9:15pm. The train chugged into Varanasi, and I stepped out onto the platform to catch some fresh air. The train was due to change it’s engine here, with the diesel engine being replaced by an electric one. There was some glitch I guess, because the process took almost two hours. The heat was oppressive, even at night. I bought an ice cream and waited on the platform.

10:45pm. The train started it’s journey once again, and I stood by the door. I didn’t want to sit amidst people in that heat. I reached Mughalsarai junction at 11:30, and went straight to the enquiry office to ask about retiring room availability. Mughalsarai, being one of the busiest railway junctions in the country, remains bustling with people 24 hours a day. The enquiry counter was filled with people shouting out their enquiries, and the officer answering on a loudspeaker. I awaited my turn and asked about a retiring room. The officer looked perplexed and asked me to come back at midnight. So I waited for a while and went back at 12 am. He looked at my ticket and said that all the servers were jammed, and he could not make reservation under the new online system. So I asked for a dormitory bed. He replied that reservations could only be made between 8am and 8pm. I asked him if there was a bed free. He avoided the question, and said once again that all the servers were jammed. I was too tired to argue. I had seen a nice little seating slab near the RPF garrison. There were two people sleeping there, and there was plenty of space. I rested my head on my bag, kept my shoes and bottle of water near my head, and quickly fell asleep.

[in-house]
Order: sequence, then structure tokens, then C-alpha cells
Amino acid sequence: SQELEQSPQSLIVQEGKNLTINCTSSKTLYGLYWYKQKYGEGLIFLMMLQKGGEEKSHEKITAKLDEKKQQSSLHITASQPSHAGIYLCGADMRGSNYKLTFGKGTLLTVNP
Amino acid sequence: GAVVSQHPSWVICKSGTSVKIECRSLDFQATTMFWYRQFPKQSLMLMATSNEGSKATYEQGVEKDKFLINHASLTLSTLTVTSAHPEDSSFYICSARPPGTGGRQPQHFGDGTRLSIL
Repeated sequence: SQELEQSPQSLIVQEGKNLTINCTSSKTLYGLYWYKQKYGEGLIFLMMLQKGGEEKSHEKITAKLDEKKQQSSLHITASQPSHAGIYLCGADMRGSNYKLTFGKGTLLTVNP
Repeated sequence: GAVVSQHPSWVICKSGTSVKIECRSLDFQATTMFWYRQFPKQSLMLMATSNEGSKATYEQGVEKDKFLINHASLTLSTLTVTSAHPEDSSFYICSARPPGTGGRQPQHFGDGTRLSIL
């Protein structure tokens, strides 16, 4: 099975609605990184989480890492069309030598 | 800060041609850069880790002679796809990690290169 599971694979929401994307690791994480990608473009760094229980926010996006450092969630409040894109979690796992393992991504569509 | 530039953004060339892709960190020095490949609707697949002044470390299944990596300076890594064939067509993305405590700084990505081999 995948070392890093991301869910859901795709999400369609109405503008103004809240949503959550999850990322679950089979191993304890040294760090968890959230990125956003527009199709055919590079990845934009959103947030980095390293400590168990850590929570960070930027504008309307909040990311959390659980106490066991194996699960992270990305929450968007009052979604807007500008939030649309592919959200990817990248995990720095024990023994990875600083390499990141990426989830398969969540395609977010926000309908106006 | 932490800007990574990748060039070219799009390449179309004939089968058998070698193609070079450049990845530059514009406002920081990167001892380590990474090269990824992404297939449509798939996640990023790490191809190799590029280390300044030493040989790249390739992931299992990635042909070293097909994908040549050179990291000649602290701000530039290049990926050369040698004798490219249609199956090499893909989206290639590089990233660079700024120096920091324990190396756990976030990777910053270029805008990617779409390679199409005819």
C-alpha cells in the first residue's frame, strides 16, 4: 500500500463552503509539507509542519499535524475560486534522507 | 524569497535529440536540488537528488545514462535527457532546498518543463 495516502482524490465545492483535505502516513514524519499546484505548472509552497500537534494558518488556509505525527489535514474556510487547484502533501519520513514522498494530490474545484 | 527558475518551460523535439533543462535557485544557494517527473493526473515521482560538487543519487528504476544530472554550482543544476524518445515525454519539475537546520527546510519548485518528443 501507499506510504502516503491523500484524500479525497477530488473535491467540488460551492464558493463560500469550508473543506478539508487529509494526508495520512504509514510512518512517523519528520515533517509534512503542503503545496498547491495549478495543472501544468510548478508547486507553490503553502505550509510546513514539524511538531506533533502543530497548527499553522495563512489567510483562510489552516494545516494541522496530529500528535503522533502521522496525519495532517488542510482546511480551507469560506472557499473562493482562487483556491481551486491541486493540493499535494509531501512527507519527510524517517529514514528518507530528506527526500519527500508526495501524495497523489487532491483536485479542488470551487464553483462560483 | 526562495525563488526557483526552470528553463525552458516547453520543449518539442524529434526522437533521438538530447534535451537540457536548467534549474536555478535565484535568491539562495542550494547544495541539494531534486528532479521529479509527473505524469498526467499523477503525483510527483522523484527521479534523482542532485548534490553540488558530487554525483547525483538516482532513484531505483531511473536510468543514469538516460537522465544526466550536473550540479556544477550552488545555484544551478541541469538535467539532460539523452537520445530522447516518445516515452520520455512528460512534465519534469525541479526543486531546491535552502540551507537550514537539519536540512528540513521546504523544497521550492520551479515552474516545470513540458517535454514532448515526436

6th June 2015

3:00am. I woke up to the sound of a train speeding by. It was a Rajdhani. Not sure which one. Wasn’t sure if it had stopped at Mughalsarai either.

4:00am. I woke up feeling sweaty. I decided to change my sleeping location. So I crossed the over bridge onto platform 3. There was a stone sitting area, which was empty. I checked the railways website. My train would not arrive till at least 6:30am. I fell asleep again.

5:15am. I woke up for good. I returned to platform no 1, and made my way to a public toilet, which I had located at midnight. I took a much-needed bath. The toilet was quite dirty, but it didn’t matter. I needed the bath.

6:38am. The train was due by now, but there was no announcement. I checked the website again. It showed that the train had not arrived the station before Mughalsarai. I continued waiting. It was an irritating wait, as train after train passed the platform, but there was no sign of the Ajmer Sealdah express. All the while, the website showed the train to be standing at the previous station.

9:20am. The train finally arrived almost 4 hours late. I hopped on and took my seat. It was a day journey. I would not reach Sealdah before 7 in the evening. It was going to be hot. But I was prepared. I settled down and soon fell asleep.